First, if you don’t know what a business blog is, this post, “What Is Business Blogging? [FAQs]” should get you up-to-date. (And if you’ve only recently started your business, check out this comprehensive guide on how to start a business, including marketing, sales, and customer service tips.)
On the same page? Cool. Let’s move on to why you should use blogging as a marketing tactic.
Raise your hand if you want more website visitors. Yeah, me too.
Now think about the ways people find your website:
Think about how many pages there are on your website. Probably not a ton, right? And think about how often you update those pages. Probably not that often, right? (How often can you really update your About Us page, you know?)
Well, blogging helps solve both of those problems.
Every time you write a blog post, it’s one more indexed page on your website, which means it’s one more opportunity for you to show up in search engines and drive traffic to your website in organic search. We’ll get into more of the benefits of blogging on your SEO a bit later, but it’s also one more cue to Google and other search engines that your website is active and they should be checking in frequently to see what new content to surface.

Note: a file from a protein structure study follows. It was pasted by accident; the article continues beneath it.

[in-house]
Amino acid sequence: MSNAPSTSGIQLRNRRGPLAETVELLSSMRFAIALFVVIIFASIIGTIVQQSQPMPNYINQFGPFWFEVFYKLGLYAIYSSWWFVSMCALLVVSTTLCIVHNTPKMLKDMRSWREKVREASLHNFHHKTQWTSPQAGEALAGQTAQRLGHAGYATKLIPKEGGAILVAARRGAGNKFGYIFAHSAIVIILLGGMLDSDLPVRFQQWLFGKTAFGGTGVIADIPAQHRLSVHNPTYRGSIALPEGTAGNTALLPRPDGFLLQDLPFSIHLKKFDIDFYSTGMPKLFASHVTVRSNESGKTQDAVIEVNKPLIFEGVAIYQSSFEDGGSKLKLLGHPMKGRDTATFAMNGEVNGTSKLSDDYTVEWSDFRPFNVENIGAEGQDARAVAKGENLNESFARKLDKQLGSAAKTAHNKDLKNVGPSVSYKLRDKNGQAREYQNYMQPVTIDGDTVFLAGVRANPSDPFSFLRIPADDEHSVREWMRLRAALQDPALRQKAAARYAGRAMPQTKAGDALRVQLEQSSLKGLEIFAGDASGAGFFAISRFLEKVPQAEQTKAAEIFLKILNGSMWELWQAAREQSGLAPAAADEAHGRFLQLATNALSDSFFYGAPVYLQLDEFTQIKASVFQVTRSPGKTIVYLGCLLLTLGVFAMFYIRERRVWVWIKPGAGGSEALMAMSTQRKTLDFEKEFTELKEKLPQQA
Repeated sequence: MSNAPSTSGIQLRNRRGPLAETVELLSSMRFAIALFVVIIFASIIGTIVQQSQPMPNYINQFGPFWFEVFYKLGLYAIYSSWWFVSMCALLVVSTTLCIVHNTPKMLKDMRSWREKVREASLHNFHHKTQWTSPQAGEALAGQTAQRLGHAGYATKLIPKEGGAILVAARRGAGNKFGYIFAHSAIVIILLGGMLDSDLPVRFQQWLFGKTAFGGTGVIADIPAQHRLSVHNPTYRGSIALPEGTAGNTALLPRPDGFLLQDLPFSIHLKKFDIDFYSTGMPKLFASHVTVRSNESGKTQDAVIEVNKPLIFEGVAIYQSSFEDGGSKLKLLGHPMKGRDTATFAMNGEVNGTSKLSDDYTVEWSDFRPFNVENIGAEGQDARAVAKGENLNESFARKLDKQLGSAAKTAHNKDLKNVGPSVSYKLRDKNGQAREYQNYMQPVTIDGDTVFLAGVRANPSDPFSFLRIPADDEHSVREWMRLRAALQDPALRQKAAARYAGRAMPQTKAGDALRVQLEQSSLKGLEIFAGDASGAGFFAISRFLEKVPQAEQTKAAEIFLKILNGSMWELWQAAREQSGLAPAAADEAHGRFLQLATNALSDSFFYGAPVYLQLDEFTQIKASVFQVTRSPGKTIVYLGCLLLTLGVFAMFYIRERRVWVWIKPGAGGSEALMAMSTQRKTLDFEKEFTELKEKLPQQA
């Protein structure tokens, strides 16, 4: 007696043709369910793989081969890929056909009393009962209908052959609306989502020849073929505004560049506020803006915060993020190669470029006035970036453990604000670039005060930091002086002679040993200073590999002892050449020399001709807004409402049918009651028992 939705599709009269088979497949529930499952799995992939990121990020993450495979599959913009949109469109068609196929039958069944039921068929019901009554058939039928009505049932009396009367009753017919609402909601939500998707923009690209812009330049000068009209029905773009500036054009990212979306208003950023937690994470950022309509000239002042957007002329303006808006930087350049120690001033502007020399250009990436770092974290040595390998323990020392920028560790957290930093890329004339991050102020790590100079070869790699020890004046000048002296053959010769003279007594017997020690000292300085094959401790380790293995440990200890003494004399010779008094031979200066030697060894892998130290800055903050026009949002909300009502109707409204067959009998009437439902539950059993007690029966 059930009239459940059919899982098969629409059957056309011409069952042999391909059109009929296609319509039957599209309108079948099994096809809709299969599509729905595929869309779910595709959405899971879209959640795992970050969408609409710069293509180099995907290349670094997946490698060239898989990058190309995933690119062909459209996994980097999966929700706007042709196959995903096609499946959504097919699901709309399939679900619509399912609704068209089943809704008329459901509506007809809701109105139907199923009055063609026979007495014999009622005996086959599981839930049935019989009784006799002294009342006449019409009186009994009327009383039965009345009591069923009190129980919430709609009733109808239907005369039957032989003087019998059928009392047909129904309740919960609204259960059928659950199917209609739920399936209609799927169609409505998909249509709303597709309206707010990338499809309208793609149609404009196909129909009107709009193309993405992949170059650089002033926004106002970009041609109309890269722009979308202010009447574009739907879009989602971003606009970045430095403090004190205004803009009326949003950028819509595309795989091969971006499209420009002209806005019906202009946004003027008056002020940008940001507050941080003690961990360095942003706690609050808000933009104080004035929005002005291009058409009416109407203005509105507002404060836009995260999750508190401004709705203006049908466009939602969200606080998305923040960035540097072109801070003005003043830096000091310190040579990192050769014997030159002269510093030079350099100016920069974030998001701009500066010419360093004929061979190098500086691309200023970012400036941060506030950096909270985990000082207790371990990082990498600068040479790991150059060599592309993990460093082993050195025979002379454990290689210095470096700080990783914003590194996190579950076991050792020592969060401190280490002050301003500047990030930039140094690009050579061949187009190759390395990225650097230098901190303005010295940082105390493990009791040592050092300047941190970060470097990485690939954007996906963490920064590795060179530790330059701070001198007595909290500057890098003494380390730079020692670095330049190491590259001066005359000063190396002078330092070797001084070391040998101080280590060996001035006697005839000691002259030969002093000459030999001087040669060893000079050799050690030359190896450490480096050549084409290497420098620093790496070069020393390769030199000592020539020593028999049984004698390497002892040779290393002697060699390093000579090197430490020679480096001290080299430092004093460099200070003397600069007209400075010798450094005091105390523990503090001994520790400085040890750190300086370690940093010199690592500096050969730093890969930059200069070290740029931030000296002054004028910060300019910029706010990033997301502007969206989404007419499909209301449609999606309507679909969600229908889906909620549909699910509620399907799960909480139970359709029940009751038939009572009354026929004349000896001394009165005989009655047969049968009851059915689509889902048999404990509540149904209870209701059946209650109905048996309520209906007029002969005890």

Blogging also helps you get discovered via social media. Every time you write a blog post, you’re creating content that people can share on social networks — Twitter, LinkedIn, Facebook, Pinterest — which helps expose your business to a new audience that may not know you yet.
Blog content also helps keep your social media presence going — instead of asking your social media manager to come up with brand new original content for social media (or creating that content yourself), your blog can serve as that repository of content. You’re strengthening your social reach with blog content and driving new website visitors to your blog via your social channels. Quite a symbiotic relationship, if I do say so myself.
So, the first benefit of blogging? It helps drive new traffic to your website and works closely with search engines and social media to do that.
Now that you have traffic coming to your website through your blog, you have an opportunity to convert that traffic into leads.
Just like every blog post you write is another indexed page, each post is a new opportunity to generate new leads. The way this works is really simple: Just add a lead-generating call-to-action to every blog post.